China may be using software inside smart coffee makers to spy on owners of the devices, according to a report.
Internet-connected coffee makers that are made in China are just one of many ways China can gather data, according to American researcher Christopher Balding. Balding released a report specifically on the Kalerm machines manufactured in Jiangsu, China.
“China is really collecting data on really just anything and everything,” Balding told the Washington Times. “As a manufacturing hub of the world, they can put this capability in all kinds of devices that go out all over the world.”
“Coffee machine data may seem rather mundane, but as with many aspects of data, risks exist in how the data is used,” the report reads, adding that the machines will collect payment data in commercial settings as well as time and location data even in domestic settings.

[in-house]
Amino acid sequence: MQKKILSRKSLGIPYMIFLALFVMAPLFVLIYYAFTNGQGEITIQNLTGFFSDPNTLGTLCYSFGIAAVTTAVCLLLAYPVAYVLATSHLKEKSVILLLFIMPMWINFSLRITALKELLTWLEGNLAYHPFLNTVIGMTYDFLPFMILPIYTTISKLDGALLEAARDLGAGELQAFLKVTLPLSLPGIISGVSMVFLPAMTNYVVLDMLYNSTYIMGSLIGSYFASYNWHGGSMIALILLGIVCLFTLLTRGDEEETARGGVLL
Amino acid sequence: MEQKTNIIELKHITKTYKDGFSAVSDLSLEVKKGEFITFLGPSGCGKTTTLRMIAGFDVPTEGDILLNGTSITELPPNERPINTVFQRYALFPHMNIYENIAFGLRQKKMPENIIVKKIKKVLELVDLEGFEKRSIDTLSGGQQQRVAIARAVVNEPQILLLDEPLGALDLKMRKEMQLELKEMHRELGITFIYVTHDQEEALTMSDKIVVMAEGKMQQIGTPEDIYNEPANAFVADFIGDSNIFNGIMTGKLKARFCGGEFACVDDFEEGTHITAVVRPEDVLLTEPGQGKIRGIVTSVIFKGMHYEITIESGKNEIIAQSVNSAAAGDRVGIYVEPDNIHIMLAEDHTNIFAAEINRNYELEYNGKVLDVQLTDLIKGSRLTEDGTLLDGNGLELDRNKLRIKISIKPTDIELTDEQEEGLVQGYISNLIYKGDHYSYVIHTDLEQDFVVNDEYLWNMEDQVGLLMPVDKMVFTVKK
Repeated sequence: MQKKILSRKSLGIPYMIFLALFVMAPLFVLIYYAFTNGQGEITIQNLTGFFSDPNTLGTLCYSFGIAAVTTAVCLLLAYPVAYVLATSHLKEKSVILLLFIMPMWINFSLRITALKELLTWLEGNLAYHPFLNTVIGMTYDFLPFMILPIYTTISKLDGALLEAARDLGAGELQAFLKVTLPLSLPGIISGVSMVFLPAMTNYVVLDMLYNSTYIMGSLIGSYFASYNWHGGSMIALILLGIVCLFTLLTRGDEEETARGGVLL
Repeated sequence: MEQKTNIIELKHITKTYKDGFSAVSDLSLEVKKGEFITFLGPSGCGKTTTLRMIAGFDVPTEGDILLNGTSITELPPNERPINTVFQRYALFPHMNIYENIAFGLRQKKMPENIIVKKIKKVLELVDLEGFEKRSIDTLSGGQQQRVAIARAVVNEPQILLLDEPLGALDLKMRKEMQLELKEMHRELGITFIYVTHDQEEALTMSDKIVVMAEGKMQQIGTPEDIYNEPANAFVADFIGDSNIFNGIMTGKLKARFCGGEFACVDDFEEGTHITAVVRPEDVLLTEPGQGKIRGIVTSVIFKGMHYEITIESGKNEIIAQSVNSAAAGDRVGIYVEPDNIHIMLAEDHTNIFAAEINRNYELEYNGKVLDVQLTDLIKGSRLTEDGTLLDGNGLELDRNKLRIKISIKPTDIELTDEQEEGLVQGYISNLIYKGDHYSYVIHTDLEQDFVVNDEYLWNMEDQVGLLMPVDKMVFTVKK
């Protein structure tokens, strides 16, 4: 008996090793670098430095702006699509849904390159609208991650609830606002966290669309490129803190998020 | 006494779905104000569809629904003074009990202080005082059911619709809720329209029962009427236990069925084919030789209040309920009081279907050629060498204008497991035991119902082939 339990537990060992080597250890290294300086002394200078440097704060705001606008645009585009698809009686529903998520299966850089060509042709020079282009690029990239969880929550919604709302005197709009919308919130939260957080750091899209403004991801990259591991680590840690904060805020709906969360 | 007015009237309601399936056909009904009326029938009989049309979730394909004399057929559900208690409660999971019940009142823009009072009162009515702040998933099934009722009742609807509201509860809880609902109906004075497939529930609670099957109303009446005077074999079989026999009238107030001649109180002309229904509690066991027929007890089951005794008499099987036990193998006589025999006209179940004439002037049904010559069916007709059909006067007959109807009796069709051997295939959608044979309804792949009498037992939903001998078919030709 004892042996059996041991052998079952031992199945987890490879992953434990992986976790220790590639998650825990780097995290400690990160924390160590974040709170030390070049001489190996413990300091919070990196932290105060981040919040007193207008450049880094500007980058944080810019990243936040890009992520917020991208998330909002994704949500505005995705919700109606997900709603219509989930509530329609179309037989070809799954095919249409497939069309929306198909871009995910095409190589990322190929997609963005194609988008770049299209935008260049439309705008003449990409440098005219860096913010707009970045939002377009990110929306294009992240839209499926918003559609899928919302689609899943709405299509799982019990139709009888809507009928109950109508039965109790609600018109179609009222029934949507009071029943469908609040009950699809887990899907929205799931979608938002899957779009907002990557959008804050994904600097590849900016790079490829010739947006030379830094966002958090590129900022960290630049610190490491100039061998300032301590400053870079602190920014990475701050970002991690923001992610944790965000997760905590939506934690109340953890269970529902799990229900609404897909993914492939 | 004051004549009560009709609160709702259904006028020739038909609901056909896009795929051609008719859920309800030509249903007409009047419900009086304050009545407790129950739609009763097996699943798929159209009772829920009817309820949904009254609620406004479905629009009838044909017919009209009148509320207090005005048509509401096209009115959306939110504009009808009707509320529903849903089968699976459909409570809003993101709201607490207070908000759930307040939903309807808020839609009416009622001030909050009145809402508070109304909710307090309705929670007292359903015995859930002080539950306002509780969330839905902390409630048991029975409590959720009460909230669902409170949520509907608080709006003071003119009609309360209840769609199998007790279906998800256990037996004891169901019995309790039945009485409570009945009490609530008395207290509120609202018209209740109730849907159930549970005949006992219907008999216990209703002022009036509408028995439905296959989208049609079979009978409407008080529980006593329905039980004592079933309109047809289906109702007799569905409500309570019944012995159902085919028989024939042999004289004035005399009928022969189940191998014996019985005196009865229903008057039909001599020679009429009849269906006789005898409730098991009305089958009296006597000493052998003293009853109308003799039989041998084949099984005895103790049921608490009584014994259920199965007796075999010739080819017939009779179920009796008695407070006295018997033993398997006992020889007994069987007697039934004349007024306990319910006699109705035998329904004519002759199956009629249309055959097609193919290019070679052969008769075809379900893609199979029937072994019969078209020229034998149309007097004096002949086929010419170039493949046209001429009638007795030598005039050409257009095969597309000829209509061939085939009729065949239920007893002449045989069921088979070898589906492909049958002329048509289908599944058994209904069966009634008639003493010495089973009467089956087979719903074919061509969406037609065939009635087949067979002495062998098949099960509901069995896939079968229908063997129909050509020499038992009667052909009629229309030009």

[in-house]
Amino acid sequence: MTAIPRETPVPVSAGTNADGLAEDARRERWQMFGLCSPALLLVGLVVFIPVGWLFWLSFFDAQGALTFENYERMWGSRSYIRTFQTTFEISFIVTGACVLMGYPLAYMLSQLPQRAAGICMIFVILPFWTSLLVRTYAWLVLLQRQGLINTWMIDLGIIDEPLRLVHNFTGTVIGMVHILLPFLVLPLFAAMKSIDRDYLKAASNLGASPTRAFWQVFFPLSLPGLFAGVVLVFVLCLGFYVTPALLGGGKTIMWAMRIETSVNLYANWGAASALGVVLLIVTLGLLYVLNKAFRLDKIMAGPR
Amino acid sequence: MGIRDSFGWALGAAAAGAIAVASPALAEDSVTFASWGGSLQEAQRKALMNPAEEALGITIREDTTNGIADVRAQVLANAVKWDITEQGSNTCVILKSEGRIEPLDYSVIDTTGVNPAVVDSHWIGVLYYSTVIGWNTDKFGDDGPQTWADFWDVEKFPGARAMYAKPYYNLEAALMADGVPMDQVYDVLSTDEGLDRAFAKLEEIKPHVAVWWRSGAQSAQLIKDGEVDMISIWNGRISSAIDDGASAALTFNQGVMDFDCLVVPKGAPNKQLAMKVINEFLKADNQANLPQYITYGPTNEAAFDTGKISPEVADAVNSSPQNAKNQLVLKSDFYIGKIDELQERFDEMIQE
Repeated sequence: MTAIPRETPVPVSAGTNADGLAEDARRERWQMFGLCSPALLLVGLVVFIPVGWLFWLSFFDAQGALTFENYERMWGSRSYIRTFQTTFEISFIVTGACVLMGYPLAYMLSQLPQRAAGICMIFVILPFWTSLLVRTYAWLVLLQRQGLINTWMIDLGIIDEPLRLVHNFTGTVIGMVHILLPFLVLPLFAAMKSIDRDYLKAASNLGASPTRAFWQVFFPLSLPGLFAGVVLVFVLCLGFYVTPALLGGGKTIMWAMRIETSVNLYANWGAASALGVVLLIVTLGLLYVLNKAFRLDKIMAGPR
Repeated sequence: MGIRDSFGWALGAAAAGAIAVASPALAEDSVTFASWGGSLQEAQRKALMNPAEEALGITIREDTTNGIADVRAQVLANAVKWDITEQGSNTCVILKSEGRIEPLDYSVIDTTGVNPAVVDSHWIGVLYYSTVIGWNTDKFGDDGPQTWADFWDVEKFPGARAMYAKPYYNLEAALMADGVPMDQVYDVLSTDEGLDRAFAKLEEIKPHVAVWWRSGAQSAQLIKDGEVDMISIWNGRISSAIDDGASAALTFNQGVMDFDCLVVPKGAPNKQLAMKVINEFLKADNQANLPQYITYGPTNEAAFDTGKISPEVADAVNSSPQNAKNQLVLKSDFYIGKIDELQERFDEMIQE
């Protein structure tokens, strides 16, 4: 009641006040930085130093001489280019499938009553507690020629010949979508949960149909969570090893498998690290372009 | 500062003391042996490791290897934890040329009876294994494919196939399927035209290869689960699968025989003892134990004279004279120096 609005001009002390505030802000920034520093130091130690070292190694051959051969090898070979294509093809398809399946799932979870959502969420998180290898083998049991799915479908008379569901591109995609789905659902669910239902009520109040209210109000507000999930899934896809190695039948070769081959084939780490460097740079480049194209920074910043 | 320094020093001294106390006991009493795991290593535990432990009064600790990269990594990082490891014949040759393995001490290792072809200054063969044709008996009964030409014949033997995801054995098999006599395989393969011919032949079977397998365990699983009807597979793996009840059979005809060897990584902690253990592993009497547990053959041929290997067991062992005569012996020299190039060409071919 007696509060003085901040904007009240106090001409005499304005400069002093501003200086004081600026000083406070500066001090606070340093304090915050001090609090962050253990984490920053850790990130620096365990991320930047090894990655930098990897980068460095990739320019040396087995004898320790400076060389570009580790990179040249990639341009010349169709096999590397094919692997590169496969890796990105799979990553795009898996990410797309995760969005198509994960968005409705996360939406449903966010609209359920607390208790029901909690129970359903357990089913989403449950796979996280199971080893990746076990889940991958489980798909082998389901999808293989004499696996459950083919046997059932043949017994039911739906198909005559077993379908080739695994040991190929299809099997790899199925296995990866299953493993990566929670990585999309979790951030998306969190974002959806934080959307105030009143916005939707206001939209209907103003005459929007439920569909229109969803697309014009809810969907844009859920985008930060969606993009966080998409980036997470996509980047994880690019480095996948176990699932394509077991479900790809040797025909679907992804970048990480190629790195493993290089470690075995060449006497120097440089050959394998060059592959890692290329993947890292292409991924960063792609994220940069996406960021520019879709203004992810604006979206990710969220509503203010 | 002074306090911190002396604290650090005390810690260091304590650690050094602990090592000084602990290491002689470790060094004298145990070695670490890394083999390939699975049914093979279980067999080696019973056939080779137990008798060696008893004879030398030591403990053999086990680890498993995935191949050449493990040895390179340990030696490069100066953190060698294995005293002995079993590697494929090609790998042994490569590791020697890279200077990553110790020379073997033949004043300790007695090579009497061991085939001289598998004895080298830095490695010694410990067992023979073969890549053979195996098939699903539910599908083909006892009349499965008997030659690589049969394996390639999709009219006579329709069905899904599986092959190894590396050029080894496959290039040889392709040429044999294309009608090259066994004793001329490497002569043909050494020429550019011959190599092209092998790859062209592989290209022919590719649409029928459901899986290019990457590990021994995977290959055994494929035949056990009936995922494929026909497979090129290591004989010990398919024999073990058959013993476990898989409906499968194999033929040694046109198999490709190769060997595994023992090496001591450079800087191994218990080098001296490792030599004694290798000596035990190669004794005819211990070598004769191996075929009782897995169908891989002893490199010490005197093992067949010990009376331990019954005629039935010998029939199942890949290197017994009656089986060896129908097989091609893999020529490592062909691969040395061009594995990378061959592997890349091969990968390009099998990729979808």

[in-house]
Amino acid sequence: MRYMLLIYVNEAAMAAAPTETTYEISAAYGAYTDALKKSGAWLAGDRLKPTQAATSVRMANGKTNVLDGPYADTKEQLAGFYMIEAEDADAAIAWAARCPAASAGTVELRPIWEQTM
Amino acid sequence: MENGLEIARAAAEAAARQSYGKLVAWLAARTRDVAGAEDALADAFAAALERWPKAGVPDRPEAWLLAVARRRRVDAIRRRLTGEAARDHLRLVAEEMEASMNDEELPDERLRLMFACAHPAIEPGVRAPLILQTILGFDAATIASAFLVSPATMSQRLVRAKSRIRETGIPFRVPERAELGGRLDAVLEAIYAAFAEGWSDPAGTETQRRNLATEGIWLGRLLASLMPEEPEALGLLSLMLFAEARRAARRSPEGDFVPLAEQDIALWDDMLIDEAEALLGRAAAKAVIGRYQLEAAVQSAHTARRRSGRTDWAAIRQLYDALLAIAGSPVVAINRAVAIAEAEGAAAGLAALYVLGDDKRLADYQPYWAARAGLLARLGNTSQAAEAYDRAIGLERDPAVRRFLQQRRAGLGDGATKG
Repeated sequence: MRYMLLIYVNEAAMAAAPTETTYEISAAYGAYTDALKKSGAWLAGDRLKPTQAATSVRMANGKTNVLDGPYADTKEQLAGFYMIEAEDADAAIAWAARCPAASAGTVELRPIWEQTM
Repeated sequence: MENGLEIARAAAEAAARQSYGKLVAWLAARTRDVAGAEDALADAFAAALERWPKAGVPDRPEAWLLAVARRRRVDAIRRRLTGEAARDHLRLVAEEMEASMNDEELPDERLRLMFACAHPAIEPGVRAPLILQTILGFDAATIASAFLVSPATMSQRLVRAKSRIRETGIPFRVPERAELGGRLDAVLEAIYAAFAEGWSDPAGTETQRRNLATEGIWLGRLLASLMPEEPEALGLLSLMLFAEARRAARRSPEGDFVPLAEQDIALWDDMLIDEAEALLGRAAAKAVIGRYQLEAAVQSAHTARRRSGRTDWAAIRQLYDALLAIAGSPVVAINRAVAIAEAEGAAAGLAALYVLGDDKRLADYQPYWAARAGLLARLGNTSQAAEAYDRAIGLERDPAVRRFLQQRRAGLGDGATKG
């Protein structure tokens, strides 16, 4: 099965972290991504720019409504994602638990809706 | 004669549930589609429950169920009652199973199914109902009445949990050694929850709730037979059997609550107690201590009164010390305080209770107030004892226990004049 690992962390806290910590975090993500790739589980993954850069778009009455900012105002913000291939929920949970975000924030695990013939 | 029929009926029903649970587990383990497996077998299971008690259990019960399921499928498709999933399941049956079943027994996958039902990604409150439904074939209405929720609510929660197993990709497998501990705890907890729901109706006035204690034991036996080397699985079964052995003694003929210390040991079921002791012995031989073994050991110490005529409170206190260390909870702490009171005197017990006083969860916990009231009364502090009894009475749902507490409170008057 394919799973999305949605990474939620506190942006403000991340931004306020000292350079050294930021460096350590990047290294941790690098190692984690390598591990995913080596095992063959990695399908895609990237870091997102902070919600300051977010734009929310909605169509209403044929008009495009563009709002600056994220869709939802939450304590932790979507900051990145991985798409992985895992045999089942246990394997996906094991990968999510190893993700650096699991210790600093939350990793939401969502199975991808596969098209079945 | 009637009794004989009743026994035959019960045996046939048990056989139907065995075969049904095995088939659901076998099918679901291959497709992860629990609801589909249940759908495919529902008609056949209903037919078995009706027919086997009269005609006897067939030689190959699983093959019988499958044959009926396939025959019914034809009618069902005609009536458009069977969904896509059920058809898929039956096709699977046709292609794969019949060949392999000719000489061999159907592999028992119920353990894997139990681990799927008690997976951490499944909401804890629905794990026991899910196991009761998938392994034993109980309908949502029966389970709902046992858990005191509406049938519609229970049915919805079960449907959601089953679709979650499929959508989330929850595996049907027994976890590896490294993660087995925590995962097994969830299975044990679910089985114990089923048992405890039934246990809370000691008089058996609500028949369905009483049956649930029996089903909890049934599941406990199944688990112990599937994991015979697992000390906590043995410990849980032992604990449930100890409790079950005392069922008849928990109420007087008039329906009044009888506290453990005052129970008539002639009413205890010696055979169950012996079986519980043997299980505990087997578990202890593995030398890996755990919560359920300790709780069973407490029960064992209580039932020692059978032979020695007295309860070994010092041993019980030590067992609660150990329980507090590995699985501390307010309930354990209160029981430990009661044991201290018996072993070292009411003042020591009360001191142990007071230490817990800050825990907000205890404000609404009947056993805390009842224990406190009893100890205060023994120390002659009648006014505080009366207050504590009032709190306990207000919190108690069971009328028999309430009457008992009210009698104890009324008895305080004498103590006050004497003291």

“If all information was compiled it would allow information on the name of the user, relative location, and usage patterns,” the report says.
China has numerous ways it can and already does gather data on average Americans. Matthew Pottinger, a former deputy national security adviser to President Donald Trump, testified to Congress last year that China already has enough data to assemble a “dossier” on every American.
“Assembling dossiers on people has always been a feature of Leninist regimes, but Beijing’s penetration of digital networks worldwide, including using 5G networks… has really taken this to a new level,” Pottinger told a Senate panel in August 2021.
“So, the Party now compiles dossiers on millions of foreign citizens around the world, using the material that it gathers to influence, target, intimidate, reward, blackmail, flatter, humiliate, and ultimately divide and conquer,” he added. “Beijing’s stolen sensitive data is sufficient to build a dossier on every single American adult and on many of our children too, who are fair game under Beijing’s rules of political warfare.”